We’ve all walked past the market square at the centre of town, we’ve probably talked to the various vendors and sellers whose stalls occupy the square, but what goes on in their day-to-day lives?
Who are these market people really? This is what Market Square seeks to answer in a silly, fun, and light-hearted manner and has the audience leave with a smile on their face.
We’re greeted initially with a charming set, bunting and food crates across the stage. The lights come down, the cast run to the stage in colourful matching aprons and with a singing and dancing opening number the show is off. It’s not the most slick number, but its fun is infectious and this continues throughout the show. The cast of Izzie Harding-Perrott, Matt Davies, Macky Padilla, Lucy Green and Ali Sabi are having fun on stage and it is hard not to feel carried along by that throughout.
We’re introduced to the Market Square and its host of extraordinary characters, larger than life figures who are wonderfully wacky – particular highlights are Macky Padilla’s delightfully unhinged apple salesman and Ali Sabir’s intense but deranged bap vendor. The characters of the Market are this show’s speciality, the cast are deft at poking fun at the ridiculous people that we’ve all come across in our lives but in a sympathetic way. We are left laughing but never feeling that there is anything mean-spirited here, something that other shows occasionally stray into.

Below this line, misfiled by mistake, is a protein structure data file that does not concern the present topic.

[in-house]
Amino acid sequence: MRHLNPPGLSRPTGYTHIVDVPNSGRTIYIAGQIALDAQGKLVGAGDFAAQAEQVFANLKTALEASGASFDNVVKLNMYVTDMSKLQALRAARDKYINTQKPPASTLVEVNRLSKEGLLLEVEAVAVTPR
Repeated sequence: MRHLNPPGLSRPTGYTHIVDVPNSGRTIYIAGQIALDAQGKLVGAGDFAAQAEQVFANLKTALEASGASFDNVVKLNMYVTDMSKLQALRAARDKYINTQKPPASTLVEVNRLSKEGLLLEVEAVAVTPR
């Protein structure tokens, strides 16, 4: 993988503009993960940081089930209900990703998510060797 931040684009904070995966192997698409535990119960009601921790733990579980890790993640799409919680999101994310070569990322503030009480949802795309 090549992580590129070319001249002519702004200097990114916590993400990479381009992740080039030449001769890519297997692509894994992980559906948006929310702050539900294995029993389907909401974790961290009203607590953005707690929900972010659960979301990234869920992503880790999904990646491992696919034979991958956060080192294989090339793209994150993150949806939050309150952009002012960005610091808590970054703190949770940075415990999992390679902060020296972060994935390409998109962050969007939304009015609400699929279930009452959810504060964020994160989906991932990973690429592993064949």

The cast is all new to sketch comedy, but watching this show you can barely tell. Izzie Harding-Perrott and Matt Davies as the extreme National Trust representatives are hysterical in their portrayal of what happens when the mild-mannered go wild, and Lucy Green’s deadpan portrayal of a florist who has something for every occasion is a delight to watch. Occasionally we see the inexperience in the ends of sketches lacking a punch, but the next sketch starts with enthusiasm and energy that carries the audience along, laughing all the way.
It may be cold outside, with deadlines fast approaching from every angle, but for an hour on the Corpus stage we forget all that and sit there with a wide smile on our face watching the fantastical characters of the market square whisk us away to whimsical world that might be what we could all do with at this point.